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Fortunato L , Ahmad NR , Yeung RS , Coia LR , Eisenberg BL , Sigurdson ER , Yeh K , Weese JL , Hoffman JP
Long-Term Follow-up of Local Excision and Radiation-Therapy for Invasive Rectal-Cancer
Diseases of the Colon & Rectum. 1995 Nov;38(11) :1193-1199
PMID: ISI:A1995TE99500009   
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Abstract
PURPOSE: Little is known regarding the long-term outcome of patients with rectal cancer treated by local excision and radiation therapy. We updated our institutional experience with this approach. METHODS: From January 1986 to December 1991, 23 patients (median age, 64 (range, 30-80) years) with mobile, moderately differentiated adenocarcinoma of the rectum were offered transanal excision. Two patients with large T3 tumors, who were judged intraoperatively to be unsuited for a local procedure, received radical resection and were excluded from analysis. Twenty-one patients underwent transanal excision en bloc (14) or piecemeal (7) through a resectoscope. Seventeen patients (74 percent) had either extensive medical problems or refused a colostomy. Patients received a median of 5,040 cGy post operatively, and 15 also received 500 cGy preoperatively on protocol. Two patients received concomitant chemotherapy. Median follow-up is 56 months for all patients and 67 months for survivors (range, 27-92 months). RESULTS: There were 2 T1, 15 T2, and 4 T3 tumors. The distance from the anal verge was a median of 4 (range, 1-7) cm. The median tumor size was 3 (range, 2-7) cm. Sixteen patients had more than one-third of the wall involved. Four patients (19 percent) developed a local recurrence at 26, 30, 33, and 48 (median, 31.5) months. Three were salvaged (abdominoperineal resection = 2; low anterior resection = 1) and remain disease-free 18, 36, and 37 months postoperatively. Four patients (19 percent) developed metastases (lung = 3; liver = 1) at 3, 22, 25, and 44 months after initial treatment (median, 23.5 months). The actuarial five-year overall, disease-free and recurrence-free survival are 77, 75, and 58 percent, respectively. Twelve patients (57 percent) have no evidence of disease while retaining their rectum. There was one postoperative death. CONCLUSIONS: Long- term follow-up confirms that local excision and radiation therapy is of value in patients with mobile tumors of the rectum. It suggests that this treatment can be offered to those patients who refuse a colostomy or are medically compromised and may be an acceptable option for selected patients with T2 or T3, mobile adenocarcinomas of the rectum.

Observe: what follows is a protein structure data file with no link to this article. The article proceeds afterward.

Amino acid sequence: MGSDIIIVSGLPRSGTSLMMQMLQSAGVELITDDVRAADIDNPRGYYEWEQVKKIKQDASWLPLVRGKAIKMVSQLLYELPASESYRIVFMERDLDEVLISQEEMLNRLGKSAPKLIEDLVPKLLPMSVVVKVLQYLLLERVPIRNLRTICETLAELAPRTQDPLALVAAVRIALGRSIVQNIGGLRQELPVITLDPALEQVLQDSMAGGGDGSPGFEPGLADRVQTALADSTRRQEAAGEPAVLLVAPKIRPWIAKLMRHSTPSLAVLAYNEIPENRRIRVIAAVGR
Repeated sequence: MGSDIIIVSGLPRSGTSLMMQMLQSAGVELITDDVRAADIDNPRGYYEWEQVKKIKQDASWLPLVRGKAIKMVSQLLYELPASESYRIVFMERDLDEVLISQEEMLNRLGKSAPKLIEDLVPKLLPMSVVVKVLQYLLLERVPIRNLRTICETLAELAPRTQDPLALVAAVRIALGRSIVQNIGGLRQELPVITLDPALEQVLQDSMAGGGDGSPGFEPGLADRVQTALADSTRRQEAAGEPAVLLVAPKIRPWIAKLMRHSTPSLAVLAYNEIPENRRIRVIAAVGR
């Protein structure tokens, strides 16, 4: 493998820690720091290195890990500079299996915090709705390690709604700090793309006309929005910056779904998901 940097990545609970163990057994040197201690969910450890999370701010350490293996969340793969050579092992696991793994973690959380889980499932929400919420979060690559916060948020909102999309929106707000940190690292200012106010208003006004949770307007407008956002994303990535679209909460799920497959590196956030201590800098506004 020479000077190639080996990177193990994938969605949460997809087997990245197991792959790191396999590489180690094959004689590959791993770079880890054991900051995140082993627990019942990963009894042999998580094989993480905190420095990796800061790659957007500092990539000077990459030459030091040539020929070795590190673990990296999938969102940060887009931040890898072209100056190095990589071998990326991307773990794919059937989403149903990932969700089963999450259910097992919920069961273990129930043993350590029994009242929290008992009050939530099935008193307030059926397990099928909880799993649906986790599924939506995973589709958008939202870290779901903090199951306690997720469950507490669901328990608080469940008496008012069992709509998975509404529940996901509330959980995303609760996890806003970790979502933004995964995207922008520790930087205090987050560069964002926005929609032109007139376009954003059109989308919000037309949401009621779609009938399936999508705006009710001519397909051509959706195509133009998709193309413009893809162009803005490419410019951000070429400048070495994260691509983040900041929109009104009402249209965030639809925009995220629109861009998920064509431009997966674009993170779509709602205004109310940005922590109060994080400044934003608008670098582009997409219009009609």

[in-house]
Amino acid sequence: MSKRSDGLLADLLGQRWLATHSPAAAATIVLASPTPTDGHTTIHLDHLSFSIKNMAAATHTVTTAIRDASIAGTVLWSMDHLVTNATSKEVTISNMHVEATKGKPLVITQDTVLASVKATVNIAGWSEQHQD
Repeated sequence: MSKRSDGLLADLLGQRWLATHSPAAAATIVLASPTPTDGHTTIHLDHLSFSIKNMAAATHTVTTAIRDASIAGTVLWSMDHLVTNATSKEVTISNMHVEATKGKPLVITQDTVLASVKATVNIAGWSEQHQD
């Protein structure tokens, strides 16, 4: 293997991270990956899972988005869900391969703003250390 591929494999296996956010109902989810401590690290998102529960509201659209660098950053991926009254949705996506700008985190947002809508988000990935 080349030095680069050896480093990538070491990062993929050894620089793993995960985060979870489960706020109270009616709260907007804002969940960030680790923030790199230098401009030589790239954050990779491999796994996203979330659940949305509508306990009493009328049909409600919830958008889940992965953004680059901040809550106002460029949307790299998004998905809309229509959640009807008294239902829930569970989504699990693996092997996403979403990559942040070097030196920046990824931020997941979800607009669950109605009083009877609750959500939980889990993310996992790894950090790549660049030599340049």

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Times Cited: 42 Article TE995 DIS COLON RECTUM